Parks Canada offers guidelines on Christmas lights to keep wildlife safe


“We usually have at least a few tangles each season with deer running around with lights on,” said Eric Knight, human-wildlife coexistence specialist at Banff National Park.

BANFF – Businesses and residents alike are urged to keep wildlife in mind when decorating homes for the holidays.

Parks Canada has developed some simple guidelines to help prevent elk or deer from tangling in Christmas lights and decorations, which can lead to strangulation and death in the most severe cases.

Wildlife experts suggest delaying the installation of lights and outdoor decorations until after November 30, when the deer breeding season is almost over, or making sure lights are hung at least 10 feet away. from the ground or fixed if they are suspended lower.

“We usually have at least a few tangles each season with deer running around with lights on,” said Eric Knight, human-wildlife coexistence specialist at Banff National Park.

“If the animal is lucky, it is just a nuisance and does not interfere with its movement and health, but some of these entanglements can be more serious and have a much worse outcome for the animal.”

Last fall, the bull elk had Christmas lights hanging from its antlers and a week later a mule deer was spotted in a residential yard with festive lights tangled in its antlers.

The Banff Wildlife Team grabbed and immobilized the two animals in order to extinguish the Christmas lights. Both animals were able to recover relatively quickly and escape without any injury.

During the breeding season, elk and male deer are more aggressive and lively, rubbing against trees, marking their territories and showing dominance.

Knight said it can lead to tangles if there are hanging decorations or lighting on the trees.

Beyond the mess of lights tangled in the woods, Knight said a garland of lights can wrap around an animal’s neck and severely cut it or lead to strangulation.

“In some cases, animals will have several meters of rope behind them, and when moving through the landscape, they can get caught in vegetation to the point of hindering the movement of the animal or even causing entrapment. “, did he declare. noted.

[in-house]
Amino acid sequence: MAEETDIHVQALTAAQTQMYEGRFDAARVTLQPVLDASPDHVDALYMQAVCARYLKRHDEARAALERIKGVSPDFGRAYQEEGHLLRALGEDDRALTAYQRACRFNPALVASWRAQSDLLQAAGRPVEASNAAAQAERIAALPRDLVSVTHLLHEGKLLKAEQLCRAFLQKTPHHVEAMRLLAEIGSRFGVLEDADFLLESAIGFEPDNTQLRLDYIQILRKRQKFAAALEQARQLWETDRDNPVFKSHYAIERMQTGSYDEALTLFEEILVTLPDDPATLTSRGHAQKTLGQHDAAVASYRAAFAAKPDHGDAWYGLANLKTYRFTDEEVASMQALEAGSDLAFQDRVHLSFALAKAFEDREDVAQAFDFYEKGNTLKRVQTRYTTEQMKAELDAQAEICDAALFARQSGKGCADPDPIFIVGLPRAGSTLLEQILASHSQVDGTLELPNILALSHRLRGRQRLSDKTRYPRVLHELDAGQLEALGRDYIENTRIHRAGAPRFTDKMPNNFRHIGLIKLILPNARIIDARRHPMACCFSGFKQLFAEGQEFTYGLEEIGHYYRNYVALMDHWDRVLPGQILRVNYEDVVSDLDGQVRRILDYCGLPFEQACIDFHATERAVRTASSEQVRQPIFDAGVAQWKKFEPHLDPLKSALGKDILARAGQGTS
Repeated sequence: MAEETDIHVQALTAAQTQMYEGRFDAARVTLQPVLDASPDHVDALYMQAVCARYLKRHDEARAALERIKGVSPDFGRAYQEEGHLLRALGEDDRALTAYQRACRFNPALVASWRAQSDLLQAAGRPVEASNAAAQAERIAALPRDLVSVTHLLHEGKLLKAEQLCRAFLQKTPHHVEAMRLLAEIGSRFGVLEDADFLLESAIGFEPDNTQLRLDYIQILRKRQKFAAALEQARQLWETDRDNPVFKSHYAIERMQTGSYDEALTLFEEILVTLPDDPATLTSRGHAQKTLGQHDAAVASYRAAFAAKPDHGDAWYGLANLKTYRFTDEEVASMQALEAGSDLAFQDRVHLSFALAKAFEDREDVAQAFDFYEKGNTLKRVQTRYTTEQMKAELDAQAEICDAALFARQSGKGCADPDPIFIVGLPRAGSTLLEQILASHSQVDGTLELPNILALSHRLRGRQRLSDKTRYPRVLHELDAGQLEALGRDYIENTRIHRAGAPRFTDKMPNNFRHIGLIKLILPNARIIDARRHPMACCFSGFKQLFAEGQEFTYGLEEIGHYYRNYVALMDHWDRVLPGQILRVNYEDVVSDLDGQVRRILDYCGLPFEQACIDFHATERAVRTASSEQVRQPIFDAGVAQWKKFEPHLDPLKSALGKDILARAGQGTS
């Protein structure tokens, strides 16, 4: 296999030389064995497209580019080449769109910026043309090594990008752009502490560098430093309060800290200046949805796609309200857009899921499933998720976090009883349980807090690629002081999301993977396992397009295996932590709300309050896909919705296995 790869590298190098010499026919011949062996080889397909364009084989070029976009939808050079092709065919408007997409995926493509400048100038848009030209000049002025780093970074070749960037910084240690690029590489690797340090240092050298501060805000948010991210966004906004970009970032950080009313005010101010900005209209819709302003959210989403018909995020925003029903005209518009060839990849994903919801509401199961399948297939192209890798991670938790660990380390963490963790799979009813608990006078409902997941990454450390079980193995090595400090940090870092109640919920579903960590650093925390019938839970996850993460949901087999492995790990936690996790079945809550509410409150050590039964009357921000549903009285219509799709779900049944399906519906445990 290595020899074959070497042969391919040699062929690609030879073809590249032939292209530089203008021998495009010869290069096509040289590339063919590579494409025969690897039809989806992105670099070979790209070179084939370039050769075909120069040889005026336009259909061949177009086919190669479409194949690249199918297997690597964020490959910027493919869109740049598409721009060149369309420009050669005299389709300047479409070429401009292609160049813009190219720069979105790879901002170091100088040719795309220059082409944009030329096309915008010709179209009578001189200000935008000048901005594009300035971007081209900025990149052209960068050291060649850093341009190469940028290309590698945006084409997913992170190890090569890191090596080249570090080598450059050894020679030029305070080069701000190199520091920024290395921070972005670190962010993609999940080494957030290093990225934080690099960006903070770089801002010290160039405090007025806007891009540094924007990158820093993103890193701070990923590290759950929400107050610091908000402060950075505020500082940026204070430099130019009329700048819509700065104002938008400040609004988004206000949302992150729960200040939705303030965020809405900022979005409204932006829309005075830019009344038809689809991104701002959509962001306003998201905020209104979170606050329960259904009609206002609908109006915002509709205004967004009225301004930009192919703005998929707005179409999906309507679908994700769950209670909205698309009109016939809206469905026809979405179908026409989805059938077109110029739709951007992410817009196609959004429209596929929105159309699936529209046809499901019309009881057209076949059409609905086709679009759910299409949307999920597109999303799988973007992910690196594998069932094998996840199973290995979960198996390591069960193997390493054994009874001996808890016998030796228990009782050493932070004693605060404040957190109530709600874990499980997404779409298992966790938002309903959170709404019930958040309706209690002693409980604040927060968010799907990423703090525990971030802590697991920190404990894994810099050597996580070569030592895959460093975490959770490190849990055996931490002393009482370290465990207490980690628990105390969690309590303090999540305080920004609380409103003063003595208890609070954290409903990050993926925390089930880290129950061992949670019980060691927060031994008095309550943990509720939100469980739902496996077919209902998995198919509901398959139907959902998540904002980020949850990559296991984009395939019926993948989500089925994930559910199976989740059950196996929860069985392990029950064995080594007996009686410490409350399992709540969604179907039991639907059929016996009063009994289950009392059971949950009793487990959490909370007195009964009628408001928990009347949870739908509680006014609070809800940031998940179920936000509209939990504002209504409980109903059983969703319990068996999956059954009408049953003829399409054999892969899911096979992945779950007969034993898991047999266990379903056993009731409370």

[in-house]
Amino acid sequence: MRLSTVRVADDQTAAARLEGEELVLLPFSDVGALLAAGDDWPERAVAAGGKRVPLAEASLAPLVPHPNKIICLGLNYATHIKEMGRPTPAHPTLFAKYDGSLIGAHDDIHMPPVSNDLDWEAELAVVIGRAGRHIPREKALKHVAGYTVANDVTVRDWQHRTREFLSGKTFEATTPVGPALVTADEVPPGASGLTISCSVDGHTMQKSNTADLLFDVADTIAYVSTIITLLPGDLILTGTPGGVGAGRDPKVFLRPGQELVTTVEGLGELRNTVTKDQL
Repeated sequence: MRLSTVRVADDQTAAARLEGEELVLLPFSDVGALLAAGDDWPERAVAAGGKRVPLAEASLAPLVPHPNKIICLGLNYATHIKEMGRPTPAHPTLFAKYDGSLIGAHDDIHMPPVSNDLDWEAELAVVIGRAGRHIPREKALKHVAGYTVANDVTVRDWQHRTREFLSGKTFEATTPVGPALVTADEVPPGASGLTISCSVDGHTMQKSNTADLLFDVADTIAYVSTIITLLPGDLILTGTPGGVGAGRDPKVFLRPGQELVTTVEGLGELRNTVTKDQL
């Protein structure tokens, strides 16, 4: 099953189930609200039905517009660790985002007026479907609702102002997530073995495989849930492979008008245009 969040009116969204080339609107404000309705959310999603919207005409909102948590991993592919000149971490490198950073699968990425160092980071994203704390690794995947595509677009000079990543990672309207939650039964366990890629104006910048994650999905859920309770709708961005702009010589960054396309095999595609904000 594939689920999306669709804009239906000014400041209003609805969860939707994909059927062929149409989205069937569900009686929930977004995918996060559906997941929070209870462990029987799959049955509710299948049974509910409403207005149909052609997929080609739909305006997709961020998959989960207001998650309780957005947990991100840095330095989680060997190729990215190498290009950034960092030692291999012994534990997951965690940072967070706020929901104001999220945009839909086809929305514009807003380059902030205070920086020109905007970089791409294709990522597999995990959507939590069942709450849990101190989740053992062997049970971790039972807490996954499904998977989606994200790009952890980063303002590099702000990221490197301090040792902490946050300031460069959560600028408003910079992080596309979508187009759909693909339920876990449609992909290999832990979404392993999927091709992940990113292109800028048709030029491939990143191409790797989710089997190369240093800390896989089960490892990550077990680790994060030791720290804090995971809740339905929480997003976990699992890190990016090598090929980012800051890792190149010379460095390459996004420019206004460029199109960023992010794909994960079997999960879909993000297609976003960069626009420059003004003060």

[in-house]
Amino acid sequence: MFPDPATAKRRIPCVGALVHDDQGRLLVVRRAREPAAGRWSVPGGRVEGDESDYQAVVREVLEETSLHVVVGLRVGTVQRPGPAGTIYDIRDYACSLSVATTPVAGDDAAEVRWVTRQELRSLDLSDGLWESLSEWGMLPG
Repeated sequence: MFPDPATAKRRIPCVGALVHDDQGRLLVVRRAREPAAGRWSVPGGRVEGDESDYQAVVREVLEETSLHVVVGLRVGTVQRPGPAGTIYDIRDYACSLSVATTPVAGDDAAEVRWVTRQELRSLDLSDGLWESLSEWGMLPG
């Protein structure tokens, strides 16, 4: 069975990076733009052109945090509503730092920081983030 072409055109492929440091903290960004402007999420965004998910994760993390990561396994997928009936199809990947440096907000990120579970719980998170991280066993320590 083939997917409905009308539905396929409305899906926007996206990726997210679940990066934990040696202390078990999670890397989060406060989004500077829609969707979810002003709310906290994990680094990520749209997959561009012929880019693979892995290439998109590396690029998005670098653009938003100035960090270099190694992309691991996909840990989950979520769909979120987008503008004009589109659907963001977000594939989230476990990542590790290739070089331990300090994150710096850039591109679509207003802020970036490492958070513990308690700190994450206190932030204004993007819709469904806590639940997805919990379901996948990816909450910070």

“The worst case scenario is that the animal is in a location where it is not very visible to the public and that animal could die a very slow and poor death, unable to move from its location due to of the entanglement. “

Occasionally, the Banff National Park Wildlife Team receives a report and the animal can be chemically immobilized so that the lights can be safely removed.

But Knight said it was not without risk for the animal and the staff.

“Prevention is the key to fostering coexistence between humans and wildlife,” he said. “Everyone has a responsibility and a role to play.

With that in mind, there are ways for residents and businesses to help keep wildlife safe during the holiday season.

Parks Canada suggests that residents take a tour of their property to check for any potential risk of entanglement with wildlife.

“It’s not just Christmas lights. We’ve seen animals get entangled in hammocks, ropes, cables, floating fences, tarps, tomato trellis, ”Knight said.

“There are deer and coyotes that have buckets on their heads, so it can be all kinds of different things that can cause entanglement issues and risks.”

In addition, Parks Canada recommends putting timers on Christmas lights from an energy conservation perspective.

“If you limit the lights to a period of time at dusk, you’re not going to interfere with nocturnal species like owls,” Knight said.

Parks requests that sightings of wildlife entanglements be reported immediately to the Banff Dispatch at 403-762-1470